Times of Oman2
Price in RO
24ct / gm
22ct / gm
Forex Rates vs R01
Back to Homepage
Merry for Pakistan
December 25, 2012 , 3 : 00 am GST
SAVE THIS ARTICLE
Pakistan skipper Mohammed Hafeez joins Shoaib Malik and Shahid Afridi and others in celebration as Indian captain MS Dhoni looks on. Pic: PTI
Pakistan snatched a thrilling five-wicket victory over India in the first Twenty20 International to record its first win in shortest format against arch rivals, whose bad streak continued close on the heels of their disastrous series against England. India's batting woes saw them end on a meagre 133 for nine in 20 overs which the Pakistan chased down with two balls remaining, after suffering early jitters due to a brilliant opening spell by debutant Bhuvneshwar Kumar.
Pakistan needed 10 off the final over and Shoaib Malik hit a straight six off the fourth delivery off Indian bowling's weakest link Ravindra Jadeja to clinch the issue.Skipper Mohammead Hafeez played a classic knock of 61 off 44 balls which included six fours and two sixes and added 106 runs for the fourth wicket with veteran Malik who contributed 57 off 50 balls with three fours and three sixes. The stand proved to be decisive in the end.
Debutant Bhuvneshwar had reduced Pakistan to 12 for three taking all the wickets in his first two overs when they started the chase. The UP seamer started by bowling outgoing deliveries to left-hander Naseer Jamshed and then got one to nip back which crashed into his off-stump.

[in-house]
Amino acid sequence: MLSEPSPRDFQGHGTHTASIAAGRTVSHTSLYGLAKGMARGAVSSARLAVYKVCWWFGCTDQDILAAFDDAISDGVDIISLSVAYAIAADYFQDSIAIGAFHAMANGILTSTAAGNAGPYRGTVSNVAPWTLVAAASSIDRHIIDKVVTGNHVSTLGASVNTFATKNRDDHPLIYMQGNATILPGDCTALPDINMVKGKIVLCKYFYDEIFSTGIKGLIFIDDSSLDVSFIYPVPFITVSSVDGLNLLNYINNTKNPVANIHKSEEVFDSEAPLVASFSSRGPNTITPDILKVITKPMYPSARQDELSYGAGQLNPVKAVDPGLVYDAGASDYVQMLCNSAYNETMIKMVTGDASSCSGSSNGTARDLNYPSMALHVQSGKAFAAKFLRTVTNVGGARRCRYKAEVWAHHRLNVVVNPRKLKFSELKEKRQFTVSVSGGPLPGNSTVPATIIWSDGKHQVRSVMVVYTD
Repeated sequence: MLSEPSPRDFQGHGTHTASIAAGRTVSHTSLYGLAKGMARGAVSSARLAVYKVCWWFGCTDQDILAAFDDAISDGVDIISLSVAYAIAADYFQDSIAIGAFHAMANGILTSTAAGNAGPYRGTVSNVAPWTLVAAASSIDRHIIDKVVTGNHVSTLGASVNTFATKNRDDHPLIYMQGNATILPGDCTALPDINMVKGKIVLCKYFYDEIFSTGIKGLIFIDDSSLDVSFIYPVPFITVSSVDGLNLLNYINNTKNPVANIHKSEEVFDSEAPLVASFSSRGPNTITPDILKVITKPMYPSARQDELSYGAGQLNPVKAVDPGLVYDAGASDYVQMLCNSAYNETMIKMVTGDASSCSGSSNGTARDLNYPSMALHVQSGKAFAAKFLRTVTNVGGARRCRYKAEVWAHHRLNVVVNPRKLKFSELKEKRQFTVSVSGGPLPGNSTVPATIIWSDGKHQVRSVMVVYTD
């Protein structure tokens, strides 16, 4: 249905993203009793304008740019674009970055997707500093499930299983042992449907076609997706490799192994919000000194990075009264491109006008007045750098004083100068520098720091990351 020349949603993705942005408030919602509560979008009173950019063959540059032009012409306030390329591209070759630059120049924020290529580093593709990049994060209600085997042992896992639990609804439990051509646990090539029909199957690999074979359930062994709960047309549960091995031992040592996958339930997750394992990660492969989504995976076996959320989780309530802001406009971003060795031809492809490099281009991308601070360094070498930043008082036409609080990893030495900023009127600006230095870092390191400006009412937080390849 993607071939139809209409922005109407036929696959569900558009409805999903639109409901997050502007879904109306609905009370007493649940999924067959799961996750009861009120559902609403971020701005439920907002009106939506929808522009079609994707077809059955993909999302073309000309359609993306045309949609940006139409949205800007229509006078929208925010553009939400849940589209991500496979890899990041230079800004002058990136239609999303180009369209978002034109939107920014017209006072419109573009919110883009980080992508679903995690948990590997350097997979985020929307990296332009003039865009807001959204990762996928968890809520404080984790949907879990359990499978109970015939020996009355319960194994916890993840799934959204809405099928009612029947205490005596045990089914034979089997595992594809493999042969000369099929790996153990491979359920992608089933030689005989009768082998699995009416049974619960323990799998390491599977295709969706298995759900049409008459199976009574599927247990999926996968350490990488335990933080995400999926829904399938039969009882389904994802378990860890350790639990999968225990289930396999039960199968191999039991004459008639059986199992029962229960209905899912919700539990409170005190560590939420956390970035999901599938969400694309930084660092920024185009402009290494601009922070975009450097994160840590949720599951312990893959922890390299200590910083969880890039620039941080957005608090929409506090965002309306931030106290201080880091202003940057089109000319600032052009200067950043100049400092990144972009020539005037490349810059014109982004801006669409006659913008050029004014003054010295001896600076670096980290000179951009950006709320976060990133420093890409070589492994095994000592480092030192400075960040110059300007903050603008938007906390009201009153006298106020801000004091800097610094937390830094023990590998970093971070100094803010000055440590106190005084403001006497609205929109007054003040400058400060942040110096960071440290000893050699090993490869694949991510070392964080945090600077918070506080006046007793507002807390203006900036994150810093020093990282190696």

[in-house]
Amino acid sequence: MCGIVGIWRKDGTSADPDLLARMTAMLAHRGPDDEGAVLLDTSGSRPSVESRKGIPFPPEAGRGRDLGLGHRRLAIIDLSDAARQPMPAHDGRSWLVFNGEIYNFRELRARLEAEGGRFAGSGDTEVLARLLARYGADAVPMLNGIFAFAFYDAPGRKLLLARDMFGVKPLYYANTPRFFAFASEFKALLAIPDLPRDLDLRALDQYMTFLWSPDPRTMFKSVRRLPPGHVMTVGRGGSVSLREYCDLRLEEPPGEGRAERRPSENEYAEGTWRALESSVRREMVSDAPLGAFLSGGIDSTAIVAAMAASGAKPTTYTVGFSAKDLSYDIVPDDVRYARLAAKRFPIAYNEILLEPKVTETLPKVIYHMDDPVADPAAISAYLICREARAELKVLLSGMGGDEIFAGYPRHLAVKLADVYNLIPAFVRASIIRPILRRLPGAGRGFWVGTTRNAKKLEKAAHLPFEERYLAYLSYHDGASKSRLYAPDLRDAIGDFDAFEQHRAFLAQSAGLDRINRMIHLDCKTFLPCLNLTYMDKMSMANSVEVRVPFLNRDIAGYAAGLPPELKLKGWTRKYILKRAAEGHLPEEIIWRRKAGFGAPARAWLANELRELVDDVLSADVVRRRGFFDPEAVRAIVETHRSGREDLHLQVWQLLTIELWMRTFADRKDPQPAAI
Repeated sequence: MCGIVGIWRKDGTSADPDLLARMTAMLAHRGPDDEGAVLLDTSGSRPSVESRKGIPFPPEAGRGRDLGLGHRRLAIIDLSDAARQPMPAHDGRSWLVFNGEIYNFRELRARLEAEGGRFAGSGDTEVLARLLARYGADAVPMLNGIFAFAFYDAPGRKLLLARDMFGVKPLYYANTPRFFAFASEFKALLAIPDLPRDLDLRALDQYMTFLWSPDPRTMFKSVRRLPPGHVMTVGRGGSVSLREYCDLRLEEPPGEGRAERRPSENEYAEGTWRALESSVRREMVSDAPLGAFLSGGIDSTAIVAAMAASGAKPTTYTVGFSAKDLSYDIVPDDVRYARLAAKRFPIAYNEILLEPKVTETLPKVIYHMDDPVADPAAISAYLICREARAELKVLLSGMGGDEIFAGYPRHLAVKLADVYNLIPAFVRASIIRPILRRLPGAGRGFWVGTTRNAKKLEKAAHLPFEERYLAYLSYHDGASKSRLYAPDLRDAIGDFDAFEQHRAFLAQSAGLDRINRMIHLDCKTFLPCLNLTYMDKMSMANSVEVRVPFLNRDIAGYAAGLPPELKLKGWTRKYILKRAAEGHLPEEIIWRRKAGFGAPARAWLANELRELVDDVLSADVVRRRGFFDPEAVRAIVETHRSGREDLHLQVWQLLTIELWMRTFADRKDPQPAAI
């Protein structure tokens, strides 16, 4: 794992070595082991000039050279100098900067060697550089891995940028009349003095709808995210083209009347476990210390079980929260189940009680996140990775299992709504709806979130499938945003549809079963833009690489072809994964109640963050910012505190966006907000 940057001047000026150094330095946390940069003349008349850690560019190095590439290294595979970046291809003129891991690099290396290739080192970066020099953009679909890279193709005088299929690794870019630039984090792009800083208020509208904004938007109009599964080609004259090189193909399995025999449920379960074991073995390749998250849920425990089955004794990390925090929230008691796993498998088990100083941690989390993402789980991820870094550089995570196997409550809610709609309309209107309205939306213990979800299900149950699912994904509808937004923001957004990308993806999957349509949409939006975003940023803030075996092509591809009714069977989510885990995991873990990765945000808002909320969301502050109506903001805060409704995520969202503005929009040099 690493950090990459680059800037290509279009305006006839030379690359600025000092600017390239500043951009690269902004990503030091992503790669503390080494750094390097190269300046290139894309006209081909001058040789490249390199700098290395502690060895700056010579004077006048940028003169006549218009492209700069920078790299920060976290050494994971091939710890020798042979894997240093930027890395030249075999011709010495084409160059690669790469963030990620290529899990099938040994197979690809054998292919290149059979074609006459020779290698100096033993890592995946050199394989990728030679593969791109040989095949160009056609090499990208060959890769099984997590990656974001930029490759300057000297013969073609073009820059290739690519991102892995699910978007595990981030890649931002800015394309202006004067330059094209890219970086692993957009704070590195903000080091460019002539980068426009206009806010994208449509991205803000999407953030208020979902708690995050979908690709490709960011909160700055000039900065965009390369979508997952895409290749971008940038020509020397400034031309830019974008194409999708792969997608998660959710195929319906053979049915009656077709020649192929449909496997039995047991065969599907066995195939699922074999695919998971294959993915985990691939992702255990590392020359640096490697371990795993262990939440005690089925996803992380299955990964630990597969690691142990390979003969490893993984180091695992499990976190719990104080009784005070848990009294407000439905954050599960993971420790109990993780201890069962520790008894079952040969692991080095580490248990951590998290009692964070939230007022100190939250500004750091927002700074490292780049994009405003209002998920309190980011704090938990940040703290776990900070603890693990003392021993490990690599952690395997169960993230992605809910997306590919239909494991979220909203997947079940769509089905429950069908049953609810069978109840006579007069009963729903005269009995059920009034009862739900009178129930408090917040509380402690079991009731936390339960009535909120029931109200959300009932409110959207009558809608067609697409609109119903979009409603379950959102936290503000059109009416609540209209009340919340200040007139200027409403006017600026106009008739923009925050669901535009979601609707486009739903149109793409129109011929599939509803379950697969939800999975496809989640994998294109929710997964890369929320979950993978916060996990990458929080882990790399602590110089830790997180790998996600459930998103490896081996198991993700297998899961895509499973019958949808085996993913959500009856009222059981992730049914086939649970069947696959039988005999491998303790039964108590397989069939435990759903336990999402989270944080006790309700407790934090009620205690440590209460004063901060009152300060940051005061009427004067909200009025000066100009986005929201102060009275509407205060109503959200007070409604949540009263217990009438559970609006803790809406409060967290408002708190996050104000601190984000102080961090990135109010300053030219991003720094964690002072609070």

He then removed Ahmed Shehzad with a delivery that was fuller and moved a shade to find the edge which was taken by Mahendra Singh Dhoni.
The best was saved for Umar Akmal who got a ball that came back sharply to send his middle-stump for a walk. Skipper Dhoni decided to use him in a single spell and he ended with brilliant figures of 4-0-9-3.Down in the dumps at 12 for three, skipper Hafeez and senior player Malik came together and slowly built a partnership.
Earlier, Indian batting suffered a sensational collapse as they were restricted for a paltry total of 133/9 despite a terrific start. Put into bat, Indian openers Ajinkya Rahane and Gautam Gambhir made a solid start putting on 77 for the first wicket but everything went haywire from then on as they lost nine wickets for an addition of 47 runs.
Such was the plight of Indian batting that save Gambhir who scored 43 and Rahane who smashed 42 off 31 balls, all the other frontline batsmen failed miserably. Only Yuvraj Singh and Suresh Raina managed double-figure scores with contributions of 10 runs each. While Pakistan bowlers led by off-spinner Saeed Ajmal did a splendid job in the back 10, the Indian batsmen showed lack of application and their running between the wickets was also pretty poor.
Umar Gul was the pick of the Pakistan bowlers grabbing three for 21 after conceding 13 in his first over while Ajmal chipped in with two for 25 keeping things under check during middle overs. However, India had started on a positive note with Rahane taking on tallest international cricketer Mohammed Irfan (7 feet 1 inch) and Sohail Tanveer with consumate ease. Gambhir was a bit scratchy at the other end as he found it difficult to get going.